A good friend called me a couple of weeks ago and said that he had recently been in a mediation in San Antonio and towards the afternoon the subject of the mediator doing a proposal to help break an impasse came up. And the mediator said, “If I can get the permission of both sides I would be happy to try a proposal”. So my friend says, “Will, what is he talking about? You don’t need both sides to give you permission, do you?” I may not have given this much thought until last week an experienced lawyer participating in a mediation as an observer asked me the very same question. So lucky you, I will put an end to this issue right now!
Short answer: no. A mediator does not need the permission of either party to do a proposal. I often will let the lawyers know I am thinking about one, and for fun may mention that I intend to try a proposal whether anyone wants me to or not! In fact, I may give one a try in the face of an objection to my doing so! I mean, how is anyone going to stop me? And once it’s sent, I don’t think there is any ambiguity as to whether a lawyer has a duty to share the proposal with the client.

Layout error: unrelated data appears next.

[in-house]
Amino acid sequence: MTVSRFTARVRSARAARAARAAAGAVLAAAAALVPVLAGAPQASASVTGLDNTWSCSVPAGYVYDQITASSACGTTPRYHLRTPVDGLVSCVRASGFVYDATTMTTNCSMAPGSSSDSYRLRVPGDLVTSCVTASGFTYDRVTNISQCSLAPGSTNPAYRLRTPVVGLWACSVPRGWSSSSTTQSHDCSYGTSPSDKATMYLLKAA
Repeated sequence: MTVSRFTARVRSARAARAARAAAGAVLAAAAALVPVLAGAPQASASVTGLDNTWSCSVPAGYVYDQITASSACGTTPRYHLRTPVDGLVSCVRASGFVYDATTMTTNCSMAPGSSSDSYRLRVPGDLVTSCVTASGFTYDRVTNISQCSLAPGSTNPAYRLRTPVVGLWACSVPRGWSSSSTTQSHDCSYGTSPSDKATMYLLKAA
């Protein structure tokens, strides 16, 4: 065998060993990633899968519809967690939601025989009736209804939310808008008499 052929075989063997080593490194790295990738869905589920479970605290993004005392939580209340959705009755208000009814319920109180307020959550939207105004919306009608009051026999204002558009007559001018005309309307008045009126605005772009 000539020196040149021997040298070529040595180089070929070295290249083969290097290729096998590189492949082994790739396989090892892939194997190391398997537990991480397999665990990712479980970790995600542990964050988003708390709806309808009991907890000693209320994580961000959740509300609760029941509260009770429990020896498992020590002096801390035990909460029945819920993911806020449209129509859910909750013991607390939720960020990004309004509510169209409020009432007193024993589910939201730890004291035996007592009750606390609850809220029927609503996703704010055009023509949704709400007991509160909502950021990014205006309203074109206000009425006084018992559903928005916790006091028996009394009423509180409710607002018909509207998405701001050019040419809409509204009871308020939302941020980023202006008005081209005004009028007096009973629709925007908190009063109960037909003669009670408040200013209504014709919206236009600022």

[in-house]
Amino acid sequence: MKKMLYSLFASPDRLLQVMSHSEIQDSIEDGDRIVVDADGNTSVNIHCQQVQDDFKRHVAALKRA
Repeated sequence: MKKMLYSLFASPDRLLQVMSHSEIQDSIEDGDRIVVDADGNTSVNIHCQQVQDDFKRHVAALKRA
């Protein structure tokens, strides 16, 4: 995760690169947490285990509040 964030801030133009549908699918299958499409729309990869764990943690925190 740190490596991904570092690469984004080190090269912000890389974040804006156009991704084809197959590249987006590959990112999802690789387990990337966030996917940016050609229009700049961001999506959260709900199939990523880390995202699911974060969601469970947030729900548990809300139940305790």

Here is where the confusion may rest: some view the “mediator’s proposal” as a “recommendation” based on the mediator’s “neutral evaluation”. I do not. My proposals do not use the words “recommendation” or “evaluation”. My proposals are just terms that I feel might draw two “yes” responses. That’s it. But if someone viewed the proposal as a recommendation or evaluation, then I agree, the mediator absolutely would need the blessing of both sides to offer it up.
Even though I am an evaluative mediator, I take very seriously my obligation to be neutral in all things. Advocating for a position, making a recommendation, would not be a neutral event, in my opinion.